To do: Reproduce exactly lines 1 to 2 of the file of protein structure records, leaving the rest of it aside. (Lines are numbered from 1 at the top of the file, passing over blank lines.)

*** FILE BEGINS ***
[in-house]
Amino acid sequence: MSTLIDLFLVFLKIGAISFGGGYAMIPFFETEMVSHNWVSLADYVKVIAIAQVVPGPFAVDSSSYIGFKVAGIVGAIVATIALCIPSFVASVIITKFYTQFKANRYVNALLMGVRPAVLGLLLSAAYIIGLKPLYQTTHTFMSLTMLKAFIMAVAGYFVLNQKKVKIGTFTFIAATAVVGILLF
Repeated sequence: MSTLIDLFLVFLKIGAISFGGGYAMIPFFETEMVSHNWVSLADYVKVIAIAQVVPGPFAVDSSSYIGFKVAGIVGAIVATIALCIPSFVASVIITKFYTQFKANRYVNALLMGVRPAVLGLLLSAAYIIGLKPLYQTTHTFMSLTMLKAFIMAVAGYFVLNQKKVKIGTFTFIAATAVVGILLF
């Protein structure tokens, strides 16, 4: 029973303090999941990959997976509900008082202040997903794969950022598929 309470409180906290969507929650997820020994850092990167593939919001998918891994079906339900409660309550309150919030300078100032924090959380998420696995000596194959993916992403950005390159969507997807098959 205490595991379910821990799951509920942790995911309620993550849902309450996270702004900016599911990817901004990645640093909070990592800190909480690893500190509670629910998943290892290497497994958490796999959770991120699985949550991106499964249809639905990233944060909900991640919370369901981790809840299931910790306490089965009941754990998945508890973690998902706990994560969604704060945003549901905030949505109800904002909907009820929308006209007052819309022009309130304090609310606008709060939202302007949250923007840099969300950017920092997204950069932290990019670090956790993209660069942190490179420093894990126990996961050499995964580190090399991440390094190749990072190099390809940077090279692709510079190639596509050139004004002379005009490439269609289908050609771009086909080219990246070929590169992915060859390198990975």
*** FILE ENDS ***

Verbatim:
[in-house]
Amino acid sequence: MSTLIDLFLVFLKIGAISFGGGYAMIPFFETEMVSHNWVSLADYVKVIAIAQVVPGPFAVDSSSYIGFKVAGIVGAIVATIALCIPSFVASVIITKFYTQFKANRYVNALLMGVRPAVLGLLLSAAYIIGLKPLYQTTHTFMSLTMLKAFIMAVAGYFVLNQKKVKIGTFTFIAATAVVGILLF